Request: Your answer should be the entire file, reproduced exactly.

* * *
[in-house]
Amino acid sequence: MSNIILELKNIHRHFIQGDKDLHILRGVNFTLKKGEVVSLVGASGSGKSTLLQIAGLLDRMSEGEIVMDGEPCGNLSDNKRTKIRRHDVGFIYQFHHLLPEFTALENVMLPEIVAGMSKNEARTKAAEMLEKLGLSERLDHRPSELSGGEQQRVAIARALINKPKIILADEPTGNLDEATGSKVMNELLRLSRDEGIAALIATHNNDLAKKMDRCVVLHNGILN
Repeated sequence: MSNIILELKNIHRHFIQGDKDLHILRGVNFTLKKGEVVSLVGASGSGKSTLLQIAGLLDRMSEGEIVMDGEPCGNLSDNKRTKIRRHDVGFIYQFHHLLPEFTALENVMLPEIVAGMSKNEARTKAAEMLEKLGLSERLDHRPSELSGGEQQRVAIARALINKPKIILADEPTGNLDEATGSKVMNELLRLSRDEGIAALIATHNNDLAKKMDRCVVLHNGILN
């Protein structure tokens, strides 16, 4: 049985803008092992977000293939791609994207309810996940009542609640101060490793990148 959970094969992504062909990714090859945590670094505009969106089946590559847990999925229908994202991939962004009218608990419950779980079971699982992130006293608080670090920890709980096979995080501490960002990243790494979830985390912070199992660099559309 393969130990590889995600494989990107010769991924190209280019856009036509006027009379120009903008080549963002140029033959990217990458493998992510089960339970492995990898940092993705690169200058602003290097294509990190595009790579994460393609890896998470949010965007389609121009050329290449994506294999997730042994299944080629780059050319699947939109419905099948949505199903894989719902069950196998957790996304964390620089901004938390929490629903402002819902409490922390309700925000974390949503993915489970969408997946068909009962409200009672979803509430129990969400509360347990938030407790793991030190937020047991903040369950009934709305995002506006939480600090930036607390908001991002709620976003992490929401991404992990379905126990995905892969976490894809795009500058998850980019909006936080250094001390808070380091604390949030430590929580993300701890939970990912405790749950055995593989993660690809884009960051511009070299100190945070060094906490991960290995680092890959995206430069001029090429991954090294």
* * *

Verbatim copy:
[in-house]
Amino acid sequence: MSNIILELKNIHRHFIQGDKDLHILRGVNFTLKKGEVVSLVGASGSGKSTLLQIAGLLDRMSEGEIVMDGEPCGNLSDNKRTKIRRHDVGFIYQFHHLLPEFTALENVMLPEIVAGMSKNEARTKAAEMLEKLGLSERLDHRPSELSGGEQQRVAIARALINKPKIILADEPTGNLDEATGSKVMNELLRLSRDEGIAALIATHNNDLAKKMDRCVVLHNGILN
Repeated sequence: MSNIILELKNIHRHFIQGDKDLHILRGVNFTLKKGEVVSLVGASGSGKSTLLQIAGLLDRMSEGEIVMDGEPCGNLSDNKRTKIRRHDVGFIYQFHHLLPEFTALENVMLPEIVAGMSKNEARTKAAEMLEKLGLSERLDHRPSELSGGEQQRVAIARALINKPKIILADEPTGNLDEATGSKVMNELLRLSRDEGIAALIATHNNDLAKKMDRCVVLHNGILN
């Protein structure tokens, strides 16, 4: 049985803008092992977000293939791609994207309810996940009542609640101060490793990148 959970094969992504062909990714090859945590670094505009969106089946590559847990999925229908994202991939962004009218608990419950779980079971699982992130006293608080670090920890709980096979995080501490960002990243790494979830985390912070199992660099559309 393969130990590889995600494989990107010769991924190209280019856009036509006027009379120009903008080549963002140029033959990217990458493998992510089960339970492995990898940092993705690169200058602003290097294509990190595009790579994460393609890896998470949010965007389609121009050329290449994506294999997730042994299944080629780059050319699947939109419905099948949505199903894989719902069950196998957790996304964390620089901004938390929490629903402002819902409490922390309700925000974390949503993915489970969408997946068909009962409200009672979803509430129990969400509360347990938030407790793991030190937020047991903040369950009934709305995002506006939480600090930036607390908001991002709620976003992490929401991404992990379905126990995905892969976490894809795009500058998850980019909006936080250094001390808070380091604390949030430590929580993300701890939970990912405790749950055995593989993660690809884009960051511009070299100190945070060094906490991960290995680092890959995206430069001029090429991954090294």